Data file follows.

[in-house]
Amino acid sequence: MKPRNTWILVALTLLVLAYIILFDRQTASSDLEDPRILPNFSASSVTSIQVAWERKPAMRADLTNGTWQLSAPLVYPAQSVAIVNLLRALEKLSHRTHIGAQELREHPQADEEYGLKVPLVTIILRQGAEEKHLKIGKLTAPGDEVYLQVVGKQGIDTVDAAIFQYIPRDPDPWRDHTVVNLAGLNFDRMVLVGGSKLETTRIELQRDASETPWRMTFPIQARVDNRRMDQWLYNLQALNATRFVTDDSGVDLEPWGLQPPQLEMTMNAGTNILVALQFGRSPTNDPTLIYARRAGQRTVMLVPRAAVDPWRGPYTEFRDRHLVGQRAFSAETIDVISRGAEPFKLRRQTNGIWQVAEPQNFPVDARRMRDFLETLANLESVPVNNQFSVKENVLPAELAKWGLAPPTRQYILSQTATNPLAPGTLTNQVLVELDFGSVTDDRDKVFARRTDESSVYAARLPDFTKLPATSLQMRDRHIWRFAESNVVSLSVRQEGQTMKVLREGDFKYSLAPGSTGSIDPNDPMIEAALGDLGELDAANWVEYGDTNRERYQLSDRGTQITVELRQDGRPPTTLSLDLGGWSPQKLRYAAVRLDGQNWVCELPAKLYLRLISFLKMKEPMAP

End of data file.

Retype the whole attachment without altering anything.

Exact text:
[in-house]
Amino acid sequence: MKPRNTWILVALTLLVLAYIILFDRQTASSDLEDPRILPNFSASSVTSIQVAWERKPAMRADLTNGTWQLSAPLVYPAQSVAIVNLLRALEKLSHRTHIGAQELREHPQADEEYGLKVPLVTIILRQGAEEKHLKIGKLTAPGDEVYLQVVGKQGIDTVDAAIFQYIPRDPDPWRDHTVVNLAGLNFDRMVLVGGSKLETTRIELQRDASETPWRMTFPIQARVDNRRMDQWLYNLQALNATRFVTDDSGVDLEPWGLQPPQLEMTMNAGTNILVALQFGRSPTNDPTLIYARRAGQRTVMLVPRAAVDPWRGPYTEFRDRHLVGQRAFSAETIDVISRGAEPFKLRRQTNGIWQVAEPQNFPVDARRMRDFLETLANLESVPVNNQFSVKENVLPAELAKWGLAPPTRQYILSQTATNPLAPGTLTNQVLVELDFGSVTDDRDKVFARRTDESSVYAARLPDFTKLPATSLQMRDRHIWRFAESNVVSLSVRQEGQTMKVLREGDFKYSLAPGSTGSIDPNDPMIEAALGDLGELDAANWVEYGDTNRERYQLSDRGTQITVELRQDGRPPTTLSLDLGGWSPQKLRYAAVRLDGQNWVCELPAKLYLRLISFLKMKEPMAP